Seventh in a series of Ten Habits for a Healthy Mom

By J. Ron Eaker, M.D.

Victoria didn’t want to go to the hospital.  She was convinced that the chest discomfort she was feeling was due to the slaw dog she had for lunch but her medical student daughter insisted that she get checked.  At her small community hospital ER, Victoria was placed in an observation room while doctors attended the patient in the adjoining room.  Victoria actually knew the patient, Fred from the hardware store, who had come in the ER at about the same time.  He was in his 60’s, overweight and always seemed to be on edge. This afternoon, Fred was having chest pain.  The triage nurse took a look at both Victoria and Fred and decided he needed more immediate attention.  After all, he had all the risk factors, male, over 50, obese, type A, while Victoria was a relatively healthy looking woman in her late 50s.  By the time the nurse got around to taking Victoria’s EKG, they were all surprised to find that she had a mild heart attack.

This little drama is actually a reoccurring scenario around the country. In fact, a recent study showed that men are more likely to be aggressively treated for chest pain than women.  The reality is that heart disease is the number one killer in women over 50.

According to the American Heart association:

• Cardiovascular diseases and stroke cause one in three women’s deaths each year, killing approximately one woman every 80 seconds.

• An estimated 44 million women in the U.S. are affected by cardiovascular diseases.

• 90% of women have one or more risk factors for heart disease or stroke.

• Women have a higher lifetime risk of stroke than men.

• 80% of heart disease and stroke events may be prevented by lifestyle changes and education

• Fewer women than men survive their first heart attack.

• The symptoms of heart attack can be different in women and men and often misunderstood – even by some physicians.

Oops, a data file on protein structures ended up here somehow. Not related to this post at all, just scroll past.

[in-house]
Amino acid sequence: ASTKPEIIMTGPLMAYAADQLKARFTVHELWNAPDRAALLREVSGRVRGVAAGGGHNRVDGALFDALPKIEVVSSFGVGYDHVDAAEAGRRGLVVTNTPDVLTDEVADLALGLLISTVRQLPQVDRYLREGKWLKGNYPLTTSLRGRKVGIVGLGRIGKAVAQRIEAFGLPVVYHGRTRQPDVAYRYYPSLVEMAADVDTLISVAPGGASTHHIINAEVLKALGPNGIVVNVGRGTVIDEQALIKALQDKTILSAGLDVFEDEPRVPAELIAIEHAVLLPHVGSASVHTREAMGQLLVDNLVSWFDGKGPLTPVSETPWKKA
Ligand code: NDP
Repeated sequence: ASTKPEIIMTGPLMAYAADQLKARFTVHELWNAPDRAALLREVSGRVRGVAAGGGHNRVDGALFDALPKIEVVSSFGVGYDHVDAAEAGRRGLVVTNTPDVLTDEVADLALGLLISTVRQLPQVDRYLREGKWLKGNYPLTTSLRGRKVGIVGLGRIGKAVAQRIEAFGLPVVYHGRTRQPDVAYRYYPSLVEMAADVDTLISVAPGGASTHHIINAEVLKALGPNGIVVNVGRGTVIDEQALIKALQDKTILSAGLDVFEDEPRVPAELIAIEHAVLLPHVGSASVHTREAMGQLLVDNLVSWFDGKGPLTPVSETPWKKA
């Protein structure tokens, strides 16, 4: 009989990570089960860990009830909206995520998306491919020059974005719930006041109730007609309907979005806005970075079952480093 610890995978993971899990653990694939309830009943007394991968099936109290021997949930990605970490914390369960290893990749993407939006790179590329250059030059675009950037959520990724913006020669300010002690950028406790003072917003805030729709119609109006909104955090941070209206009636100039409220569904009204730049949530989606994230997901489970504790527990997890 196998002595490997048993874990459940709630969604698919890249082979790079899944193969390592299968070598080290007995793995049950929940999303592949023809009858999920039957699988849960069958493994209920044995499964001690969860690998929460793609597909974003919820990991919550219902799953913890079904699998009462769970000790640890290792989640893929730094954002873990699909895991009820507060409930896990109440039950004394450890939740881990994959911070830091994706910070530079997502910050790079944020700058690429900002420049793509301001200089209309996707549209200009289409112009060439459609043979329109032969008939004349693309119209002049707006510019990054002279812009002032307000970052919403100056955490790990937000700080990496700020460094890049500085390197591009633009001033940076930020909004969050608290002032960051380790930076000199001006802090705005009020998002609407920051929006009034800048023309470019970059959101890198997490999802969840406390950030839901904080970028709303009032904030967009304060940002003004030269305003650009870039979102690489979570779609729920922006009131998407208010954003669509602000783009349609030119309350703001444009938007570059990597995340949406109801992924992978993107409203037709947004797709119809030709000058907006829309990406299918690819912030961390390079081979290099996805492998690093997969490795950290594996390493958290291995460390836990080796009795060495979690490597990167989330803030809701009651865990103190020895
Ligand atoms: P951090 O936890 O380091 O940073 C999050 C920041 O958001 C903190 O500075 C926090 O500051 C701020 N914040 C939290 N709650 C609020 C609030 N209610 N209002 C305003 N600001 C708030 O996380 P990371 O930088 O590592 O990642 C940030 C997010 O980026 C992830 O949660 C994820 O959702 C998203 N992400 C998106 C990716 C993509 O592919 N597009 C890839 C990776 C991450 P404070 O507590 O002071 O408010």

So heart disease is a big deal for women.  What can you do to reduce your risk?  I’m glad you asked!

1) Stay active…forever.  You are never too young or definitely never too old to benefit from exercise.  There is no single controllable risk factor that has as much overall goodness as moving.  This doesn’t mean training for a marathon.  You can get significant benefits from just 30 minutes of brisk walking a day.  Some studies even show good results by doing bursts of 10 minute exercises two to three times a day.  Granted you may have some physical limitations but almost everyone can find some activity that will help the heart.

2) Banish saturated fats and trans fats from your life.  This is the stuff that jacks up your evil cholesterol (LDL) and increase the clogging of your pipes.  Things like highly processed meats and cheeses should be outlawed (maybe a bit drastic) but at any cost avoid anything with the poison trans fats. Fatty cold water fish give you the good fats while foods high in omega-3 fatty acids, such as avocado, flax seeds, olive oil are heart healthy.

3) Know your numbers…especially your blood pressure.  A chronically elevated blood pressure is a ticket to a heart attack or stroke.  It’s a big deal. Don’t ignore this simple measurement.  Another important number is your lipid profile.  This includes types of cholesterol and triglycerides.  A less known but very important number for heart risk is a measure of inflammation in the body called the c-reactive protein.  All these should be checked at least yearly.

4) Reduce your per cent body fat.  We used to tout simply losing weight but it is actually your body fat that influences changes that contribute to heart disease.  There are a number of simple scales that can measure body composition which can be invaluable in determining if you are at a healthy place. Less body fat, less inflammation, less heart disease.

5) Don’t be sweet.  Elevated blood sugar, either as pre-diabetes or frank diabetes, triples your risk of heart disease.  Too much sugar in the diet, be it through starchy carbohydrates, sugary drinks, or processed foods, contributes to both weight gain and clogging of the arteries.  Diet and activity is always the best way to control this, but there are medications that can help.

6) Throw away the cigarettes.  What reasonable person today doesn’t know that smoking is simply a slow, steady method of suicide?  Smoking is an addiction and like all addictions, stopping is difficult, requires help, and fraught with challenges.  Don’t go at it alone.  Your doctor has some tools to help and there are numerous programs with a great track record in helping folks kick the habit.

Moms can leave a legacy of health by minimizing their risks and teaching those they love how to do the same.    

This article appears in the October 2018 issue of Augusta Family Magazine.
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